I highlight text, too.
Some people hover over the text that they are reading, moving the mouse in parallel lines across the screen and indicating to Google the speed at which they read,
Some people don't move the mouse at all while reading.
Some people throw the mouse to the corner of the screen while they're reading.
Some people hover over ads but don't click. Others avoid hovering over ads.
Some people's behavior changes when they use a laptop versus a desktop.
Most of the people I know consistently perform a single mousing behavior on websites, and there's a finite amount of variation between individuals.
The idea to observe people's idiosyncratic behaviors in order to classify them into actionable categories is pretty obvious, though, and I don't see how Google's saying "This *specific* behavior, in this *specific* industry" in a patent application qualifies them to prevent other organizations from performing this sort of analysis.
It doesn't help that the linked article is terrible. A whole pile of performance updates are being made in addition to the UI changes:
HTML5 Parser off main thread
64 bit support
Startup timeline optimizations
Reduced I/O operations on main thread
JS threads and GC
DOM Performance improvements
Layers for compositing, scrolling
Graphics compositing with Layers
Hardware acceleration using Direct3D
Aero Peek integration
I'd suggest reading the actual presentation for more information:
So, have your kid create a Facebook account and visit the profiles of every Labor party representative, employee, and intern you can find, accusing each and every one of them of child abuse.
It doesn't work, because it's a silly libertarian ideal, based on an incomplete model of rationality.
Calling people idiots because they are either unwilling or unable to mold their behavior to fit your ideal is juvenile, and it doesn't change the fact that your arguments are based on completely unrealistic assumptions.
Scalpers are rent-seeking middlemen who don't add any value to their product.
Supermarkets and McDonalds and BK all add value to the products they resell, either by assembling them into individual servings of bulk product, or by presenting their products for sale with many other options. Scalpers, in contrast, push people out of the ticket-buying process using unfair automation tactics (in violation of the first seller's TOS, typically), then relist those tickets at higher prices for their own personal gain, taking advantage of people's desire to consume a limited resource to earn money for themselves. Scalpers are a broken window, a drain on society. Their "business" is fundamentally unfair and if it isn't illegal, it should be.
This "vote with your dollars" bullshit doesn't work in the real world.
This is the most ridiculous semantic argument I have ever read. Saying that "time doesn't exist" is a cop-out for simple minds.
"Time" is the word we use to describe the chain of causality that human beings can commonly observe. Yes, there are a lot of assumptions inherent in our definition of the word, but that doesn't mean you can say it doesn't exist. All you can do is speculate on the nature of time based on your observations (i.e. "The only thing we have is present-moment memories, etc"), attempt to formulate a testable hypothesis, and seek falsifying or confirming evidence for that hypothesis.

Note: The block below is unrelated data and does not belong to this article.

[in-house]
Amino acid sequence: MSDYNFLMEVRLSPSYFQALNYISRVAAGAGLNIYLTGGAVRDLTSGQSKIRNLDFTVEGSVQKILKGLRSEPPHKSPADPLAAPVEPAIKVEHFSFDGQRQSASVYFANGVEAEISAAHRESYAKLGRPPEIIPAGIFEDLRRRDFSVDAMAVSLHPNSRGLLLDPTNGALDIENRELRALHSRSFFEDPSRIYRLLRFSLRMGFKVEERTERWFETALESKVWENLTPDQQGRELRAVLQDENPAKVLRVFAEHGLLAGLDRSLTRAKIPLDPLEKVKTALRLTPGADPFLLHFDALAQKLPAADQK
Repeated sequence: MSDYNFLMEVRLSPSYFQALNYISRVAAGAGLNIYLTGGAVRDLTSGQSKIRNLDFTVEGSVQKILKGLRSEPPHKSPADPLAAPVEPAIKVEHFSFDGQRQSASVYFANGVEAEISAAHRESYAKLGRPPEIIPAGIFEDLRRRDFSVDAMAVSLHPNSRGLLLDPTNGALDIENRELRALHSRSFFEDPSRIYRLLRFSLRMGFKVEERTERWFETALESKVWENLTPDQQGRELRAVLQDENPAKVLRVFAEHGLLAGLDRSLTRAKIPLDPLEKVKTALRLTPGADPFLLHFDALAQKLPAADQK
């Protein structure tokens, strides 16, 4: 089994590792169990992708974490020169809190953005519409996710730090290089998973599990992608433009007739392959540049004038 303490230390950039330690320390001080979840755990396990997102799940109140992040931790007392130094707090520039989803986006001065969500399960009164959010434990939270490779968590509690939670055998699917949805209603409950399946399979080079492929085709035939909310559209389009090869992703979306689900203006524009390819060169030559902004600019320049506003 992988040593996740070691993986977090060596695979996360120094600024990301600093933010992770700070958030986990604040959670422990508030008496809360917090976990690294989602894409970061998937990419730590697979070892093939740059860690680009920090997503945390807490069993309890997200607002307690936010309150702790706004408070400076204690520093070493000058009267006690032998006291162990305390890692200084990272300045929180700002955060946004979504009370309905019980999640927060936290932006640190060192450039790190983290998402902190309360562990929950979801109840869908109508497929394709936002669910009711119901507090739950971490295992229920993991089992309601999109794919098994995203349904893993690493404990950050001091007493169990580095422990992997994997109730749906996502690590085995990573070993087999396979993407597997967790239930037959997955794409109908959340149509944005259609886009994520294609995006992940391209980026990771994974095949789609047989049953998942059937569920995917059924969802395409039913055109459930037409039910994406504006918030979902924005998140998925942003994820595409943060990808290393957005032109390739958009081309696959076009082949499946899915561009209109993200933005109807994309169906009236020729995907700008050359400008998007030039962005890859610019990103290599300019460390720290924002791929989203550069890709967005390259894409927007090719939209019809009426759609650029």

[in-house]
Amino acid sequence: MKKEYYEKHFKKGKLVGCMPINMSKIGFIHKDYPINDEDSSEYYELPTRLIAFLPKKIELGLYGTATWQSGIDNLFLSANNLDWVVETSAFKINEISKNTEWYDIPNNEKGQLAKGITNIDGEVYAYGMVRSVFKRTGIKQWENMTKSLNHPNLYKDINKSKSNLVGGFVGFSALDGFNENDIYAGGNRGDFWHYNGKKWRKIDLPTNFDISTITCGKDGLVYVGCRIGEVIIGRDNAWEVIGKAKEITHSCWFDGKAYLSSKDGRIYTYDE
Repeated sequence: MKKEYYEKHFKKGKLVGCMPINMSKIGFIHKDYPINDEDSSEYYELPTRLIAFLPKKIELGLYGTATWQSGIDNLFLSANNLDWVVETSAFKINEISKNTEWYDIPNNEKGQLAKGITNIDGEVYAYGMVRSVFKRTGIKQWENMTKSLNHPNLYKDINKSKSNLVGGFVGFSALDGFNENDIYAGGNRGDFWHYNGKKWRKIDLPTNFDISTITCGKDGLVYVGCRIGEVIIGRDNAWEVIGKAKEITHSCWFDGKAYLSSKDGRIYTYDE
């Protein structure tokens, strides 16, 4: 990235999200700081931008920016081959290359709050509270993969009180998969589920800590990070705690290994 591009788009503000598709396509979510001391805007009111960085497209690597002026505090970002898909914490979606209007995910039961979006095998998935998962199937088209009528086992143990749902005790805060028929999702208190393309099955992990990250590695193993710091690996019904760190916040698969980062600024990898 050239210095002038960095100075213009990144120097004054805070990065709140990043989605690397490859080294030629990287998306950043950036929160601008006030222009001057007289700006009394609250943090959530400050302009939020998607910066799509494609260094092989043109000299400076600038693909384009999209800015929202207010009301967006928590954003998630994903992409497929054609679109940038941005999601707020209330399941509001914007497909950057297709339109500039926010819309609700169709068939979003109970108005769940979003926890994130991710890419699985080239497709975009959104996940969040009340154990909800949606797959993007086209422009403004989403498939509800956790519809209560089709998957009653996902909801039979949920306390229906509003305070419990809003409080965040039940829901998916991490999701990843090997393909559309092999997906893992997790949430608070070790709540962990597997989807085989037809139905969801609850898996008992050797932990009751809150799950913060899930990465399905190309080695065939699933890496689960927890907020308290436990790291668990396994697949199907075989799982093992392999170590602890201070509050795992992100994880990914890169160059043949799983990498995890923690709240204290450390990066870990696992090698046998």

It just so happens that's really difficult to do when every frame of reference you have occurs (or appears to occur) within the very thing you're trying to study.
I see this is a sign that the government is realizing the importance of the internet to the future of commerce and national security.
Minimum speed mandates are the first step towards government-maintained infrastructure. By setting a target the telcos will be unable to reach, and buoying consumer expectations to expect this level of service soon, the door is opened for the government to implement solutions for upgrading or providing a portion of the telecommunications infrastructure themselves.
Frankly the telcos have nobody but themselves to blame. They took taxpayer money and instead of spending it on infrastructure upgrades to keep the US competitive with other nations, they sat on their collective asses raking in record profits while the quality of their networks and their customer satisfaction went to shit. If market forces worked, this would be unnecessary.
The NSA and Google are in the same business: information.
They may have different motivations and methods, but at their core they are both organizations that collect huge amounts of information and use that information as a means to an end.
Google's "don't be evil" is a tacit acknowledgment of the power information wields, and seeing them team up with a disreputable organization like the NSA makes the parallels between the two very obvious, generating a flurry of AC comments to capitalize on the memetic opportunity.
Multics is security spelled sideways.